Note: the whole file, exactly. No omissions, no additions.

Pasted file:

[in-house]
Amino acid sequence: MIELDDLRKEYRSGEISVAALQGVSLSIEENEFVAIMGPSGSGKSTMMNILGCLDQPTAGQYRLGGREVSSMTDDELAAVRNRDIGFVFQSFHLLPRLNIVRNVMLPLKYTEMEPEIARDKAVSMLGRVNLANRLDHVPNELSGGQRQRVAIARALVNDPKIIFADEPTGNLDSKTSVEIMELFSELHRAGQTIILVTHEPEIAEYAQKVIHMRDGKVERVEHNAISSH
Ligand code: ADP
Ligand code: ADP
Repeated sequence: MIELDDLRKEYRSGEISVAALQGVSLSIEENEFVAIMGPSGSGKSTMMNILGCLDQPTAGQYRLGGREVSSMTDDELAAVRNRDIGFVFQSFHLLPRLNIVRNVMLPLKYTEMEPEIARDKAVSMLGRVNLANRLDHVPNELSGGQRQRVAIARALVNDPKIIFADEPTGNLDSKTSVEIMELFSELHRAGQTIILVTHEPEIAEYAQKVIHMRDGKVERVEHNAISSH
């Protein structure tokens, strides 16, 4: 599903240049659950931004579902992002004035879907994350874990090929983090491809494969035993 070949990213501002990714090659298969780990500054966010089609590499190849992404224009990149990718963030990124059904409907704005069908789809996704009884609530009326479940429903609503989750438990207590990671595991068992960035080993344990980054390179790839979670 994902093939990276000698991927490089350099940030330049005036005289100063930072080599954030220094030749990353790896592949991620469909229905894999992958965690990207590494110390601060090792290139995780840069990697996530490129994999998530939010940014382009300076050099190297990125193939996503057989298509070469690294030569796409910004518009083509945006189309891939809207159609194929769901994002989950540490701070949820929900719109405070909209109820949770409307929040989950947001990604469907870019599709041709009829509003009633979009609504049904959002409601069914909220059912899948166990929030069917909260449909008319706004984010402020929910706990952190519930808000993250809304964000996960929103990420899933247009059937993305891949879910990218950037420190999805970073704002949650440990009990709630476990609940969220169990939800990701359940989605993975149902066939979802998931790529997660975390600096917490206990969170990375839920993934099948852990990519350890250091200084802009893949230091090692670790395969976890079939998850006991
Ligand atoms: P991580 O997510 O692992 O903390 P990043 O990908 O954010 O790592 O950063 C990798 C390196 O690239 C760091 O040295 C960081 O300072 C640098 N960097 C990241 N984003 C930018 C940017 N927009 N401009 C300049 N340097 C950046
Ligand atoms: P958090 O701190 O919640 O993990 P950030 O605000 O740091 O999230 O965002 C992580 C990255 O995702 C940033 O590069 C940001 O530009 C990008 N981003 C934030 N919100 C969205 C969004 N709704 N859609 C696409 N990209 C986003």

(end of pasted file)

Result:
[in-house]
Amino acid sequence: MIELDDLRKEYRSGEISVAALQGVSLSIEENEFVAIMGPSGSGKSTMMNILGCLDQPTAGQYRLGGREVSSMTDDELAAVRNRDIGFVFQSFHLLPRLNIVRNVMLPLKYTEMEPEIARDKAVSMLGRVNLANRLDHVPNELSGGQRQRVAIARALVNDPKIIFADEPTGNLDSKTSVEIMELFSELHRAGQTIILVTHEPEIAEYAQKVIHMRDGKVERVEHNAISSH
Ligand code: ADP
Ligand code: ADP
Repeated sequence: MIELDDLRKEYRSGEISVAALQGVSLSIEENEFVAIMGPSGSGKSTMMNILGCLDQPTAGQYRLGGREVSSMTDDELAAVRNRDIGFVFQSFHLLPRLNIVRNVMLPLKYTEMEPEIARDKAVSMLGRVNLANRLDHVPNELSGGQRQRVAIARALVNDPKIIFADEPTGNLDSKTSVEIMELFSELHRAGQTIILVTHEPEIAEYAQKVIHMRDGKVERVEHNAISSH
């Protein structure tokens, strides 16, 4: 599903240049659950931004579902992002004035879907994350874990090929983090491809494969035993 070949990213501002990714090659298969780990500054966010089609590499190849992404224009990149990718963030990124059904409907704005069908789809996704009884609530009326479940429903609503989750438990207590990671595991068992960035080993344990980054390179790839979670 994902093939990276000698991927490089350099940030330049005036005289100063930072080599954030220094030749990353790896592949991620469909229905894999992958965690990207590494110390601060090792290139995780840069990697996530490129994999998530939010940014382009300076050099190297990125193939996503057989298509070469690294030569796409910004518009083509945006189309891939809207159609194929769901994002989950540490701070949820929900719109405070909209109820949770409307929040989950947001990604469907870019599709041709009829509003009633979009609504049904959002409601069914909220059912899948166990929030069917909260449909008319706004984010402020929910706990952190519930808000993250809304964000996960929103990420899933247009059937993305891949879910990218950037420190999805970073704002949650440990009990709630476990609940969220169990939800990701359940989605993975149902066939979802998931790529997660975390600096917490206990969170990375839920993934099948852990990519350890250091200084802009893949230091090692670790395969976890079939998850006991
Ligand atoms: P991580 O997510 O692992 O903390 P990043 O990908 O954010 O790592 O950063 C990798 C390196 O690239 C760091 O040295 C960081 O300072 C640098 N960097 C990241 N984003 C930018 C940017 N927009 N401009 C300049 N340097 C950046
Ligand atoms: P958090 O701190 O919640 O993990 P950030 O605000 O740091 O999230 O965002 C992580 C990255 O995702 C940033 O590069 C940001 O530009 C990008 N981003 C934030 N919100 C969205 C969004 N709704 N859609 C696409 N990209 C986003």